Association Between Tooth Loss, Receipt of Dental Care, and Functional Disability in an Elderly Japanese Population: The Tsurugaya Project

Takamasa Komiyama, Takashi Ohi, Yoshitada Miyoshi, Takahisa Murakami, Akito Tsuboi, Yasutake Tomata, Ichiro Tsuji, Makoto Watanabe, Yoshinori Hattori

Research output: Contribution to journalArticle

16 Citations (Scopus)

Abstract

Objectives: To examine whether number of remaining teeth and regular dental care affect incident functional disability in elderly Japanese adults. Design: Prospective cohort study. Setting: Tsurugaya district, Sendai, Japan. Participants: Community-dwelling individuals aged 70 and older (N = 834). Measurements: The outcome measurement was incident functional disability, defined as first certification of long-term care insurance in Japan, which is determined on the basis of a strictly established uniform nationwide standard. During a median follow-up of 7.9 years (interquartile range 4.8–7.9 years), information on long-term care insurance was obtained from the Sendai Municipal Authority. Oral health was assessed according to number of remaining teeth and presence or absence of regular dental care. Data were also collected on age, sex, body mass index, medical history, smoking, alcohol consumption, duration of education, depressive symptoms, cognitive impairment, physical functioning, and social support. Results: Participants with 10 to 19 teeth (adjusted hazard ratio (aHR) = 1.42, 95% confidence interval (CI) = 1.03–1.94), one to nine teeth (aHR = 1.46, 95% CI = 1.04–2.03), and no teeth (aHR = 1.49, 95% CI = 1.03–2.14) were more likely to develop functional disability than those with 20 or more teeth. There was no significant difference in risk of functional disability between participants with 20 or more teeth and those with zero to 19 teeth who were receiving regular dental care, whereas those with zero to 19 teeth without regular dental care had a significantly greater risk of functional disability than those with 20 or more teeth (HR = 1.46, 95% CI = 1.11–1.92). Conclusion: Tooth loss was associated with greater risk of functional disability in community-dwelling elderly Japanese. Regular dental care might moderate the risk of functional disability in elderly individuals with missing teeth.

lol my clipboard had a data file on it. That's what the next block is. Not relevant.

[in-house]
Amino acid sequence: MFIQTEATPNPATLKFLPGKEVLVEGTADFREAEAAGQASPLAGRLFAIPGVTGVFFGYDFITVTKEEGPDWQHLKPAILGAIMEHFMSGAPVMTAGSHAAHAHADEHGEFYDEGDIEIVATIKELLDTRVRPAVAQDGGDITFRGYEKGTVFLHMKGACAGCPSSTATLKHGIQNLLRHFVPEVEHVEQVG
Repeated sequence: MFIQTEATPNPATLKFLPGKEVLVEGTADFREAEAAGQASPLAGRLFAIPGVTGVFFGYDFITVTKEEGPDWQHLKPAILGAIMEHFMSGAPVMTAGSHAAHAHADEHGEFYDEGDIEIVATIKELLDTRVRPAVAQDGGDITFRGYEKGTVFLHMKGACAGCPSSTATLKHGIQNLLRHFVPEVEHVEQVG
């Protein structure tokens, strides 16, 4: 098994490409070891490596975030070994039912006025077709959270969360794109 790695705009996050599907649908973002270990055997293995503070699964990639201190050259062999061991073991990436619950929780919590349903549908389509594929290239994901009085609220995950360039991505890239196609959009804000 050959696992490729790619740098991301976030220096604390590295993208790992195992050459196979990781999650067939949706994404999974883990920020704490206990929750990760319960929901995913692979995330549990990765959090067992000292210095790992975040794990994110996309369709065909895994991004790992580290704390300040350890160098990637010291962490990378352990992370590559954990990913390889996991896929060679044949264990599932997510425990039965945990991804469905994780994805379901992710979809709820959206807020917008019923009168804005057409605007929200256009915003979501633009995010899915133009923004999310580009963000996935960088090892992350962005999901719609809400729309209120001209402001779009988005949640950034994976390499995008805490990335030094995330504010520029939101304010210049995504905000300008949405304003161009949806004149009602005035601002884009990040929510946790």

Original languageEnglish
Pages (from-to)2495-2502
Number of pages8
JournalJournal of the American Geriatrics Society
Volume64
Issue number12
DOIs
Publication statusPublished - 2016 Dec 1

Keywords

  • cohort study
  • dental care
  • disability
  • geriatrics
  • tooth loss

ASJC Scopus subject areas

  • Geriatrics and Gerontology

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